2. Long term ecosystem responses to climate change - what do current models tell us?
3. Interactions between climate change, disturbance regimes and successional stages - what does the experimental evidence tell us?
4. Impacts of extremes - how do we design future experiments and models to tackle the unknowns?

The meeting time will be split 50:50 between scientific presentations (incl. posters) and group discussions. This means that we specifically designed the workshop with ample time for discussions and interaction among participants. Talks will vary in length, with most talks being short and “statement-like” rather than long and comprehensive.

Breakout sessions: The group discussions will be organized in smaller breakout sessions with the goal of outlining a plan or a synthesis paper identifying key messages related to the overall topic. Each breakout group should ideally synthesize and discuss the state of knowledge within the area and identify gaps in knowledge and abilities to model it at a local and global scale. The breakout groups will be given sufficient time to discuss and condense their thoughts and outline a plan for developing a product after the end of the meeting. In order to organize the breakout sessions most efficiently and with the greatest relevance to the participants’ interests, we will ask all participants to share their views on the most urgent science questions and gaps in knowledge as part of the meeting registration process.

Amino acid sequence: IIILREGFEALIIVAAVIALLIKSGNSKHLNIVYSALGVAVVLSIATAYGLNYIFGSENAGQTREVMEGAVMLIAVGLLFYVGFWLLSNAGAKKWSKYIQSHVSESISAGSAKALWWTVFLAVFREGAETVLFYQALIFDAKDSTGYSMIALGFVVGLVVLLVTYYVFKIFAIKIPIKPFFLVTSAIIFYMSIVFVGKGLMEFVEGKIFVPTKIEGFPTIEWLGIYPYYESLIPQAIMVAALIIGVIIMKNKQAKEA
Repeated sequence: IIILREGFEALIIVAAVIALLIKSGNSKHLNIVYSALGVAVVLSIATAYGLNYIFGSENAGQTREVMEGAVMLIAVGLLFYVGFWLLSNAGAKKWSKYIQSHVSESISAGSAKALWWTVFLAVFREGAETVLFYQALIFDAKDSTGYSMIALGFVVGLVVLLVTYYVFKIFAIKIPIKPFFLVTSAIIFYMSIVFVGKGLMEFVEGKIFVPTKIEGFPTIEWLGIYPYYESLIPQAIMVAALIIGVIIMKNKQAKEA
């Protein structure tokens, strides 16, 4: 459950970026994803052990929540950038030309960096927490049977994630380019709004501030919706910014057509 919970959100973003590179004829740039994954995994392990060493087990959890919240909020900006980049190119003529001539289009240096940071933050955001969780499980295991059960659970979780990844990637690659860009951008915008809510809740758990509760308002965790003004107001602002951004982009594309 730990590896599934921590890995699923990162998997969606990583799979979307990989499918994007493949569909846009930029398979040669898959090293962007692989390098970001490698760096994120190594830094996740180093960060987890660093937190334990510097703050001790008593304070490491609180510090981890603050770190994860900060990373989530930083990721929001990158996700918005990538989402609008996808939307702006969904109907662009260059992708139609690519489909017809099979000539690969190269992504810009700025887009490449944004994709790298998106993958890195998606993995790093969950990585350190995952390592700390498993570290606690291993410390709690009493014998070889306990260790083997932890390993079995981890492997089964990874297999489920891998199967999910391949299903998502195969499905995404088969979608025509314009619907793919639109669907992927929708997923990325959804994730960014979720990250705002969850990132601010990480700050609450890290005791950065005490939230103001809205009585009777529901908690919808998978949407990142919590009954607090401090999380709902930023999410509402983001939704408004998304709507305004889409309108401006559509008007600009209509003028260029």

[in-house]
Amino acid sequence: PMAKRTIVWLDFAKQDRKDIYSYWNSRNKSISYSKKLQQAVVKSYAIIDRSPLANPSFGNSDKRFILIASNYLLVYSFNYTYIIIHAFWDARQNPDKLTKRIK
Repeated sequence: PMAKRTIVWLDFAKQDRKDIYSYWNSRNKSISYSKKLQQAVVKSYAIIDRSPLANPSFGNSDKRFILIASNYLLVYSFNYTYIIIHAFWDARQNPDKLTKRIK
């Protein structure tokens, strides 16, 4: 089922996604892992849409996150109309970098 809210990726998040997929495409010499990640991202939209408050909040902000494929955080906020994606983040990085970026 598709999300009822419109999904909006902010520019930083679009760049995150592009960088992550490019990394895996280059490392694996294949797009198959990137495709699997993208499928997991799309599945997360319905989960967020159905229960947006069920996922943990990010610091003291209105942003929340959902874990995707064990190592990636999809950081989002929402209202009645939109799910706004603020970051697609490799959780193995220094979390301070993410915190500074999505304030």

Model session: Session 2 on modelling differs from a typical model session in the sense that we have asked 2 model groups Ben Smith (LPJguess) and David Medigvy (ED2) to run a given set of scenarios relevant to the topic and provide the results. Given that models are a conceptualization of our current understanding, these outputs can be considered hypotheses of ecosystem responses. They may be wrong, meaning that there is something wrong with our understanding, which is what we want to get at. The model results will be commented by a panel of modellers and form the basis for discussion with the whole audience.

Poster session: Many of the participants will not be given a slot to present, and some presentations will be short. Therefore, and because all participants have great experiences to bring, we encourage all participants to bring a poster for the poster session at day 1 of the workshop.
The poster session will be initiated with a “pitch-presentation” where each presenter will be given 15 seconds to show one slide and highlight the poster.

Field trip: The workshop will start on Tuesday 12th with an excursion in the area around Florence with both scientific and historical/cultural highlights.


For further information and registration, please contact Alberto Mattedi - alberto.mattedi@fmach.it

Further information about the session descriptions and the preliminary program are available at the following link.
More information about the venue of the workshop are available at the following link.

Mar 11, 2016, 1:40 AM
Mar 11, 2016, 2:11 AM